With global attention on the gender pay gap over the past three years, it begs the question “Has progress been made?”
According to new research from Glassdoor’s Economic Research Team, there is evidence showing that the gap has narrowed slightly. The report, Progress on the Gender Pay Gap: 2019, reveals that although significant pay gaps remain between men and women, the pay gap has narrowed slightly in the UK, US, France and Australia, showing improvement since Glassdoor’s 2016 study. The 2019 study is based on more than half a million salary reports shared on Glassdoor by employees over the past three years, and includes pay data down to specific job title and company name.
Today, the unadjusted pay gap between men and women in the UK is 17.9 percent, meaning women earn, on average, 82p for every £1 men earn. This represents a 5.0 percentage point shrink in the unadjusted pay gap from three years ago, when women earned, on average, 77p for every £1 men earn. When statistical controls are applied for worker and job characteristics, including worker age, education, years of experience, occupation, industry, location, year, company and job title, the pay gap in the UK today is 5.0 percent, revealing the adjusted pay gap. This is down one half of one percentage point from the 2016 adjusted pay gap (5.5 percent). The 2019 study finds similar differences between the unadjusted and adjusted pay gaps in each country analysed.
“Leveraging Glassdoor’s unique salary and pay database, we’re shining a light on the factors that explain the documented differences in pay between men and women and, perhaps more importantly, where unexplained barriers continue to slow the march toward pay equality,” said Glassdoor Chief Economist Dr. Andrew Chamberlain.
The Causes of the Gender Pay Gap Revealed
The pay gap can be divided into what can be “explained” due to differences in worker characteristics (e.g., age, education, etc.) and what remains “unexplained.” Glassdoor researchers found that the majority (61 percent) of the overall UK pay gap can be explained, while 39 percent of the overall pay gap cannot be explained by any factors observable in Glassdoor data. This means the unexplained pay gap could be attributed to factors such as workplace bias (whether intentional or not), negotiation gaps between men and women and/or other unobserved worker characteristics.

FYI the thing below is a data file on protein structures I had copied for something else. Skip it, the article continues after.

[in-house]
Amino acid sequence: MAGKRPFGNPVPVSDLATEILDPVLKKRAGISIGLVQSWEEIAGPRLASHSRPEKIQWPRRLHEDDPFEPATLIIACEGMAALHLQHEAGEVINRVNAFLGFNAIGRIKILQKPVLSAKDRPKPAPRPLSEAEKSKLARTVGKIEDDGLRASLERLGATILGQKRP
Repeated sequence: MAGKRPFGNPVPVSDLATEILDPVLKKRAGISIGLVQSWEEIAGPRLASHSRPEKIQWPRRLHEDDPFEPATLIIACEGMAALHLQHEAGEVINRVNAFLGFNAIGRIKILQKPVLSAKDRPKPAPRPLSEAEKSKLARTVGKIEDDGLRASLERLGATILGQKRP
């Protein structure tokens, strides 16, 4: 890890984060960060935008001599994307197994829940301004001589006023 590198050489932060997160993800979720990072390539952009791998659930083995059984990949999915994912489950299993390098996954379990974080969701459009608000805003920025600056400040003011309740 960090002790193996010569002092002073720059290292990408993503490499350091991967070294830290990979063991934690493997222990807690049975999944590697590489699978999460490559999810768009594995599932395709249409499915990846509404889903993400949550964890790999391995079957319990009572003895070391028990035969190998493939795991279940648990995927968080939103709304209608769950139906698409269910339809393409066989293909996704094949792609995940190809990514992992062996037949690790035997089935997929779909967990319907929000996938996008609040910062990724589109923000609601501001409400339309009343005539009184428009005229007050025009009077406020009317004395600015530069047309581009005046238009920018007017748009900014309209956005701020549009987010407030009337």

One of the most significant factors contributing to the pay gap is the industry and jobs that men and women sort themselves into, also known as “occupational sorting”. This factor explains about 37 percent of the overall UK pay gap.
Inside the Global Gap
Economists researched the pay gap in 8 countries (up from 5 in 2016): the U.S., United Kingdom, France, Germany, Australia, Canada, Netherlands and Singapore.
Across all eight countries we examined, the large unadjusted gender pay gap shrinks to a smaller adjusted pay gap once statistical controls are added. Germany has the largest unadjusted gap with women earning about 78 cents per euro men earn while France has the smallest unadjusted gap with women earning about 88 cents per euro men earn. Australia has the smallest adjusted gap with women earning 97 cents per dollar men earn, while the Netherlands has the largest adjusted gap with women earning 93 cents per dollar.
Closing the Gap
The median wage in the UK for full-time working women is about £32,659 a year, and with a 5.0% pay gap, women lose more than £212,000 over a 30-year career — more than six years’ salary. Therefore, it is imperative that employers and job seekers work to close the gap.
Understanding key drivers of the pay gap is critical to identifying the best ways to fix it. Research shows that salary transparency and better information sharing are powerful tools in helping to achieve equal pay in the workforce.